The hour is late. The streets are deserted. In a downtown diner two men and a woman pass the time over coffee. No-one speaks. No-one makes eye contact. Even the pair seated close enough to touch maintain a sense of separation, he nursing a cigarette while she contemplates something held in her fingers. Like a scene from film noir, the men wear the suits and fedoras of the gangster or the hard-boiled private eye, the woman the red of the femme fatale. But there is no glamour here. The server goes about his work apparently ignored by his customers. The faces are tired, worn. Shoulders slump, slouching over the counter. The ‘nighthawks’ are closed off not only from one another but from the outside world: the door to the diner falls outside the frame of the picture.
This is American artist Edward Hopper’s (1882-1967) best-known painting. His realism makes him unusual in a period during which many artists were shifting towards increasingly abstract and symbolic forms: the diner was supposedly inspired by, and bears a strong resemblance to, one which stood on a corner in Hopper’s Greenwhich, New York, neighbourhood at the time, and there is nothing abstract about the scene. Even the name has an element of realism to it: the nighthawk is a species of nightjar, a bird which hunts at night.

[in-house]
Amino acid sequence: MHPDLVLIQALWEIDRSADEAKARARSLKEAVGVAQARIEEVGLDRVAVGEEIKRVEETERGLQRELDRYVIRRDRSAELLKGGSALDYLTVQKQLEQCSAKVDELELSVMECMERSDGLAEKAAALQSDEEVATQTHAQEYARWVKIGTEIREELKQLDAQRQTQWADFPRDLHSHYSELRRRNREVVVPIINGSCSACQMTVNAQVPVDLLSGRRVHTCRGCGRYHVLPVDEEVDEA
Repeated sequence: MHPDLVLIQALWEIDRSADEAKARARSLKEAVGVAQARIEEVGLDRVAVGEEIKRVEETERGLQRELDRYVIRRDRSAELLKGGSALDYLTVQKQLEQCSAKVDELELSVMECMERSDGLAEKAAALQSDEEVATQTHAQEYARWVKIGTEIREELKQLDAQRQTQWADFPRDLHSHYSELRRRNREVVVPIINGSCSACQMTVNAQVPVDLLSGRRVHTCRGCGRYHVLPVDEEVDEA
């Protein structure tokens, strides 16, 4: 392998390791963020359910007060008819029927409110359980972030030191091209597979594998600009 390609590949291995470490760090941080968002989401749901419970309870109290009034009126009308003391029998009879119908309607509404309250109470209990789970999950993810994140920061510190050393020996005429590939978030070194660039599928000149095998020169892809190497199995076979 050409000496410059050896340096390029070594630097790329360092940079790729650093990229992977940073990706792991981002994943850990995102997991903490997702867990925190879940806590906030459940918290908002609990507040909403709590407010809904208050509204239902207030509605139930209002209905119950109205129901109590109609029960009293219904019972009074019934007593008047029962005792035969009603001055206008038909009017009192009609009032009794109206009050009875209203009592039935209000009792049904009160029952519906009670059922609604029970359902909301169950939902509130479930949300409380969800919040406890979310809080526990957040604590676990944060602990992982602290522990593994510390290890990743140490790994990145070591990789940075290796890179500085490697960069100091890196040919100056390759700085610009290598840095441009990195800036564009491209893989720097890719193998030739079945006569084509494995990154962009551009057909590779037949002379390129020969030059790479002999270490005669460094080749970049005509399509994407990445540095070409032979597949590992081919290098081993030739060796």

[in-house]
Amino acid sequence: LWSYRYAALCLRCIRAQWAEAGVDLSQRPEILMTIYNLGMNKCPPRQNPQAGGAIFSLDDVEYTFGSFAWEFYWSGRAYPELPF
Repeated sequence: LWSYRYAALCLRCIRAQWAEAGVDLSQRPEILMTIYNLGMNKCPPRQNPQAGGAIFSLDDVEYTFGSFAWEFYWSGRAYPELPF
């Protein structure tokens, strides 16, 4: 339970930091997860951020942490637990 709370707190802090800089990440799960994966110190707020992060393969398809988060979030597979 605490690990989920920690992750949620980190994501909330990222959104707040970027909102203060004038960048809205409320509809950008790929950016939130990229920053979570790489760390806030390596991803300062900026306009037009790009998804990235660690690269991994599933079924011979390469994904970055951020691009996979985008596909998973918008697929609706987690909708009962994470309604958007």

‘Nighthawks’ is painted in oil on canvas and measures 84cm by 151cm. It is held at the Art Institute of Chicago, in Chicago, USA.
One of the things I love about this painting is the sense of narrative, of a moment of temporary inaction frozen in time. What has happened, and what will happen next, are left up to the imagination.
What happened? What will happen next? Tell me a story…